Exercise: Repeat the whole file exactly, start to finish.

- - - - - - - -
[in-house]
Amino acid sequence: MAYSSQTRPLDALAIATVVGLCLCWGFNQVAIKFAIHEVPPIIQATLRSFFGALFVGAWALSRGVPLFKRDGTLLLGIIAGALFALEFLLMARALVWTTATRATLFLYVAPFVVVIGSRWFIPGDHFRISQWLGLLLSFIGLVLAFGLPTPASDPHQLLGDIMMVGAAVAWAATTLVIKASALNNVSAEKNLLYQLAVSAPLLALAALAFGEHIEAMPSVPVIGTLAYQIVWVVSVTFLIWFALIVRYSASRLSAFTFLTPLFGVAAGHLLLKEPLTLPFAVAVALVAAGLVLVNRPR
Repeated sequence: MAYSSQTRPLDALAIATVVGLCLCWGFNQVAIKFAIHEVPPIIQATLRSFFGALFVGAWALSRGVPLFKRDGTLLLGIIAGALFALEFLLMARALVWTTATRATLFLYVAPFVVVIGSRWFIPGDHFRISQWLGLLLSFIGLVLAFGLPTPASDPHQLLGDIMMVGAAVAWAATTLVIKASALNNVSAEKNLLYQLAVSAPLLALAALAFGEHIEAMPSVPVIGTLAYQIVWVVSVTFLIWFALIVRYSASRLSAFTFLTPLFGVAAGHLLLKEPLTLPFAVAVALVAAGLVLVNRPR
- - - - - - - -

[in-house]
Amino acid sequence: MAYSSQTRPLDALAIATVVGLCLCWGFNQVAIKFAIHEVPPIIQATLRSFFGALFVGAWALSRGVPLFKRDGTLLLGIIAGALFALEFLLMARALVWTTATRATLFLYVAPFVVVIGSRWFIPGDHFRISQWLGLLLSFIGLVLAFGLPTPASDPHQLLGDIMMVGAAVAWAATTLVIKASALNNVSAEKNLLYQLAVSAPLLALAALAFGEHIEAMPSVPVIGTLAYQIVWVVSVTFLIWFALIVRYSASRLSAFTFLTPLFGVAAGHLLLKEPLTLPFAVAVALVAAGLVLVNRPR
Repeated sequence: MAYSSQTRPLDALAIATVVGLCLCWGFNQVAIKFAIHEVPPIIQATLRSFFGALFVGAWALSRGVPLFKRDGTLLLGIIAGALFALEFLLMARALVWTTATRATLFLYVAPFVVVIGSRWFIPGDHFRISQWLGLLLSFIGLVLAFGLPTPASDPHQLLGDIMMVGAAVAWAATTLVIKASALNNVSAEKNLLYQLAVSAPLLALAALAFGEHIEAMPSVPVIGTLAYQIVWVVSVTFLIWFALIVRYSASRLSAFTFLTPLFGVAAGHLLLKEPLTLPFAVAVALVAAGLVLVNRPR